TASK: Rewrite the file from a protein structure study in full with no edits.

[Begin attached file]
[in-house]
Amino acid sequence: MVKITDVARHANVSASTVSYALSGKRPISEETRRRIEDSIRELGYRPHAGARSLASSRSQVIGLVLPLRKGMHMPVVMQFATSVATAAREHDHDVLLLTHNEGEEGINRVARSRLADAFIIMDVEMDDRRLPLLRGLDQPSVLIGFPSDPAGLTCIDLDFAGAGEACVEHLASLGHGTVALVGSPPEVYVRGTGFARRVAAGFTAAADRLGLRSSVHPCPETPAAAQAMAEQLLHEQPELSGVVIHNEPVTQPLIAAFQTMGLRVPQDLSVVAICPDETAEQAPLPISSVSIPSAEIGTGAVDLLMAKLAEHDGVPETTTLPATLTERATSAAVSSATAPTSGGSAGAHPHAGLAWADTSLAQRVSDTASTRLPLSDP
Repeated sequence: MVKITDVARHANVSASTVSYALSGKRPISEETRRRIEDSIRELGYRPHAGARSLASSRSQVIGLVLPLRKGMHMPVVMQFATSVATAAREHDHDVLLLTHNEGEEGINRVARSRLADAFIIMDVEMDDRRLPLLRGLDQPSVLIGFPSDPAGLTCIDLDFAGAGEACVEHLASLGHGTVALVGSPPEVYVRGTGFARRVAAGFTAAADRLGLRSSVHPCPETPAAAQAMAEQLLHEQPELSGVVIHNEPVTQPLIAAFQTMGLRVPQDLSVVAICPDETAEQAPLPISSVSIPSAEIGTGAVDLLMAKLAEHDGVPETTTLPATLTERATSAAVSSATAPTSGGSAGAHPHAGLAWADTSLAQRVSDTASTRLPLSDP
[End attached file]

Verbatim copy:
[in-house]
Amino acid sequence: MVKITDVARHANVSASTVSYALSGKRPISEETRRRIEDSIRELGYRPHAGARSLASSRSQVIGLVLPLRKGMHMPVVMQFATSVATAAREHDHDVLLLTHNEGEEGINRVARSRLADAFIIMDVEMDDRRLPLLRGLDQPSVLIGFPSDPAGLTCIDLDFAGAGEACVEHLASLGHGTVALVGSPPEVYVRGTGFARRVAAGFTAAADRLGLRSSVHPCPETPAAAQAMAEQLLHEQPELSGVVIHNEPVTQPLIAAFQTMGLRVPQDLSVVAICPDETAEQAPLPISSVSIPSAEIGTGAVDLLMAKLAEHDGVPETTTLPATLTERATSAAVSSATAPTSGGSAGAHPHAGLAWADTSLAQRVSDTASTRLPLSDP
Repeated sequence: MVKITDVARHANVSASTVSYALSGKRPISEETRRRIEDSIRELGYRPHAGARSLASSRSQVIGLVLPLRKGMHMPVVMQFATSVATAAREHDHDVLLLTHNEGEEGINRVARSRLADAFIIMDVEMDDRRLPLLRGLDQPSVLIGFPSDPAGLTCIDLDFAGAGEACVEHLASLGHGTVALVGSPPEVYVRGTGFARRVAAGFTAAADRLGLRSSVHPCPETPAAAQAMAEQLLHEQPELSGVVIHNEPVTQPLIAAFQTMGLRVPQDLSVVAICPDETAEQAPLPISSVSIPSAEIGTGAVDLLMAKLAEHDGVPETTTLPATLTERATSAAVSSATAPTSGGSAGAHPHAGLAWADTSLAQRVSDTASTRLPLSDP